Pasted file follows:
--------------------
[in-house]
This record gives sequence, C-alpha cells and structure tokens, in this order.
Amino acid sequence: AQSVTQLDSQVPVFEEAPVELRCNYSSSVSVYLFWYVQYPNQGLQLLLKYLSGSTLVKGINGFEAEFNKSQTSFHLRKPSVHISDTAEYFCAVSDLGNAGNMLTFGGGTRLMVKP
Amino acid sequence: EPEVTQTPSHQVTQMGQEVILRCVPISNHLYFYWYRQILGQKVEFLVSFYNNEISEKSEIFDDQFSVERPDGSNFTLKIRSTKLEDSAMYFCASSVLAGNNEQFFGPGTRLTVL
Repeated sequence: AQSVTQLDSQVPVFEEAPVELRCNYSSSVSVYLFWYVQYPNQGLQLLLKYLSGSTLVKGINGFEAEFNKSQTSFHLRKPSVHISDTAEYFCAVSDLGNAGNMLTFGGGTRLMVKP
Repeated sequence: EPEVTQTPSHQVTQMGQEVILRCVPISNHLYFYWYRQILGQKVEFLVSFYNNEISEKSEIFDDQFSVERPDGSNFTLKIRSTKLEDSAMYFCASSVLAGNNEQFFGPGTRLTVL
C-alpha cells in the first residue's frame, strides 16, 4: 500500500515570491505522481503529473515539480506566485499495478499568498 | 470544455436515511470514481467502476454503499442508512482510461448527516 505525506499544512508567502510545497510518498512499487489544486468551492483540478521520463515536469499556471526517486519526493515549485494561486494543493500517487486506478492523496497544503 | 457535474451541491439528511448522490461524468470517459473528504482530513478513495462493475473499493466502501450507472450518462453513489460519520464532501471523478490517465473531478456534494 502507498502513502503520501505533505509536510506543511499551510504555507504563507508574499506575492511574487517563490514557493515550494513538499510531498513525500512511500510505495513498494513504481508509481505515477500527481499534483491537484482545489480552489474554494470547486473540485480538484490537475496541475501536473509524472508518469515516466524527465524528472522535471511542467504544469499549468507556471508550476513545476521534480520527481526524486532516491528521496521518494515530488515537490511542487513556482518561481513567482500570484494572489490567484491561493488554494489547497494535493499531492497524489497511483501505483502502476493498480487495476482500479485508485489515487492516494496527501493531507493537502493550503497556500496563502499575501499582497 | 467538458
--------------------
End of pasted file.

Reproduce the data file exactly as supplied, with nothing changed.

[in-house]
This record gives sequence, C-alpha cells and structure tokens, in this order.
Amino acid sequence: AQSVTQLDSQVPVFEEAPVELRCNYSSSVSVYLFWYVQYPNQGLQLLLKYLSGSTLVKGINGFEAEFNKSQTSFHLRKPSVHISDTAEYFCAVSDLGNAGNMLTFGGGTRLMVKP
Amino acid sequence: EPEVTQTPSHQVTQMGQEVILRCVPISNHLYFYWYRQILGQKVEFLVSFYNNEISEKSEIFDDQFSVERPDGSNFTLKIRSTKLEDSAMYFCASSVLAGNNEQFFGPGTRLTVL
Repeated sequence: AQSVTQLDSQVPVFEEAPVELRCNYSSSVSVYLFWYVQYPNQGLQLLLKYLSGSTLVKGINGFEAEFNKSQTSFHLRKPSVHISDTAEYFCAVSDLGNAGNMLTFGGGTRLMVKP
Repeated sequence: EPEVTQTPSHQVTQMGQEVILRCVPISNHLYFYWYRQILGQKVEFLVSFYNNEISEKSEIFDDQFSVERPDGSNFTLKIRSTKLEDSAMYFCASSVLAGNNEQFFGPGTRLTVL
C-alpha cells in the first residue's frame, strides 16, 4: 500500500515570491505522481503529473515539480506566485499495478499568498 | 470544455436515511470514481467502476454503499442508512482510461448527516 505525506499544512508567502510545497510518498512499487489544486468551492483540478521520463515536469499556471526517486519526493515549485494561486494543493500517487486506478492523496497544503 | 457535474451541491439528511448522490461524468470517459473528504482530513478513495462493475473499493466502501450507472450518462453513489460519520464532501471523478490517465473531478456534494 502507498502513502503520501505533505509536510506543511499551510504555507504563507508574499506575492511574487517563490514557493515550494513538499510531498513525500512511500510505495513498494513504481508509481505515477500527481499534483491537484482545489480552489474554494470547486473540485480538484490537475496541475501536473509524472508518469515516466524527465524528472522535471511542467504544469499549468507556471508550476513545476521534480520527481526524486532516491528521496521518494515530488515537490511542487513556482518561481513567482500570484494572489490567484491561493488554494489547497494535493499531492497524489497511483501505483502502476493498480487495476482500479485508485489515487492516494496527501493531507493537502493550503497556500496563502499575501499582497 | 467538458